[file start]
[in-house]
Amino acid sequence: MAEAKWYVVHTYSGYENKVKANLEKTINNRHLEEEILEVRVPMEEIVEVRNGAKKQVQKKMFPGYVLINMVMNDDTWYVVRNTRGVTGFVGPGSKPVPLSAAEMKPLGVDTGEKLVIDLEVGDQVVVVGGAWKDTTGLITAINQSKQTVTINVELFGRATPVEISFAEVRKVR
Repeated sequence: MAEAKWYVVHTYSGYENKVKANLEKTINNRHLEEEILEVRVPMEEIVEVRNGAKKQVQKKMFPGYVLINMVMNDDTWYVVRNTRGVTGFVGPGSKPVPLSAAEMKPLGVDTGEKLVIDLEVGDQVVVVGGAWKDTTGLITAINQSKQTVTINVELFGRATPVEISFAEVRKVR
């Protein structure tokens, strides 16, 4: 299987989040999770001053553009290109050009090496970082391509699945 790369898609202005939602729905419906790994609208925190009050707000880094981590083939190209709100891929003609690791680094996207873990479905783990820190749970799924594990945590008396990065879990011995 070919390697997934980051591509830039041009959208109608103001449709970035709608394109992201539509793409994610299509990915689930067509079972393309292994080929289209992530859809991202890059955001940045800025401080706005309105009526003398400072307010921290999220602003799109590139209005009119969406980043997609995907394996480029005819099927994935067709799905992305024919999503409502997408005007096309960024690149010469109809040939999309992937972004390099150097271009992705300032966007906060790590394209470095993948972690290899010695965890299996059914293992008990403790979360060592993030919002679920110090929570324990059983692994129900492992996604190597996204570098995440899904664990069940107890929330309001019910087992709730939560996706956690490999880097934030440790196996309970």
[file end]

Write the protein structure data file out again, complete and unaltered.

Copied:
[in-house]
Amino acid sequence: MAEAKWYVVHTYSGYENKVKANLEKTINNRHLEEEILEVRVPMEEIVEVRNGAKKQVQKKMFPGYVLINMVMNDDTWYVVRNTRGVTGFVGPGSKPVPLSAAEMKPLGVDTGEKLVIDLEVGDQVVVVGGAWKDTTGLITAINQSKQTVTINVELFGRATPVEISFAEVRKVR
Repeated sequence: MAEAKWYVVHTYSGYENKVKANLEKTINNRHLEEEILEVRVPMEEIVEVRNGAKKQVQKKMFPGYVLINMVMNDDTWYVVRNTRGVTGFVGPGSKPVPLSAAEMKPLGVDTGEKLVIDLEVGDQVVVVGGAWKDTTGLITAINQSKQTVTINVELFGRATPVEISFAEVRKVR
């Protein structure tokens, strides 16, 4: 299987989040999770001053553009290109050009090496970082391509699945 790369898609202005939602729905419906790994609208925190009050707000880094981590083939190209709100891929003609690791680094996207873990479905783990820190749970799924594990945590008396990065879990011995 070919390697997934980051591509830039041009959208109608103001449709970035709608394109992201539509793409994610299509990915689930067509079972393309292994080929289209992530859809991202890059955001940045800025401080706005309105009526003398400072307010921290999220602003799109590139209005009119969406980043997609995907394996480029005819099927994935067709799905992305024919999503409502997408005007096309960024690149010469109809040939999309992937972004390099150097271009992705300032966007906060790590394209470095993948972690290899010695965890299996059914293992008990403790979360060592993030919002679920110090929570324990059983692994129900492992996604190597996204570098995440899904664990069940107890929330309001019910087992709730939560996706956690490999880097934030440790196996309970």